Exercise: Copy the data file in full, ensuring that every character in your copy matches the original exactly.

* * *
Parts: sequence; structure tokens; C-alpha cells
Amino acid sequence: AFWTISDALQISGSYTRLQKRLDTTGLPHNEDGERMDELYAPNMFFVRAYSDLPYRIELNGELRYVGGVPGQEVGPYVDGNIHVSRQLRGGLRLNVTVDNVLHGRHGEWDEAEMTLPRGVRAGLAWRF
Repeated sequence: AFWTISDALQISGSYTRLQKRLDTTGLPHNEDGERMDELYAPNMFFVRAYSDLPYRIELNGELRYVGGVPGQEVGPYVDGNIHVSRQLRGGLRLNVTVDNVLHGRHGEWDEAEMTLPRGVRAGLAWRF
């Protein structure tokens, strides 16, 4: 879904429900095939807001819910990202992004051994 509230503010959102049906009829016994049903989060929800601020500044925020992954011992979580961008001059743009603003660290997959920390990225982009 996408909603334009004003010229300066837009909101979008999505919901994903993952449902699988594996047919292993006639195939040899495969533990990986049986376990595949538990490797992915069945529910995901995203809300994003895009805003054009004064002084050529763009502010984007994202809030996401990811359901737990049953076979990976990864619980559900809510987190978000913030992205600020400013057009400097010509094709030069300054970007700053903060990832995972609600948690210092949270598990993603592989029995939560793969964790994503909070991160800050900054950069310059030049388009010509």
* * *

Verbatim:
Parts: sequence; structure tokens; C-alpha cells
Amino acid sequence: AFWTISDALQISGSYTRLQKRLDTTGLPHNEDGERMDELYAPNMFFVRAYSDLPYRIELNGELRYVGGVPGQEVGPYVDGNIHVSRQLRGGLRLNVTVDNVLHGRHGEWDEAEMTLPRGVRAGLAWRF
Repeated sequence: AFWTISDALQISGSYTRLQKRLDTTGLPHNEDGERMDELYAPNMFFVRAYSDLPYRIELNGELRYVGGVPGQEVGPYVDGNIHVSRQLRGGLRLNVTVDNVLHGRHGEWDEAEMTLPRGVRAGLAWRF
């Protein structure tokens, strides 16, 4: 879904429900095939807001819910990202992004051994 509230503010959102049906009829016994049903989060929800601020500044925020992954011992979580961008001059743009603003660290997959920390990225982009 996408909603334009004003010229300066837009909101979008999505919901994903993952449902699988594996047919292993006639195939040899495969533990990986049986376990595949538990490797992915069945529910995901995203809300994003895009805003054009004064002084050529763009502010984007994202809030996401990811359901737990049953076979990976990864619980559900809510987190978000913030992205600020400013057009400097010509094709030069300054970007700053903060990832995972609600948690210092949270598990993603592989029995939560793969964790994503909070991160800050900054950069310059030049388009010509």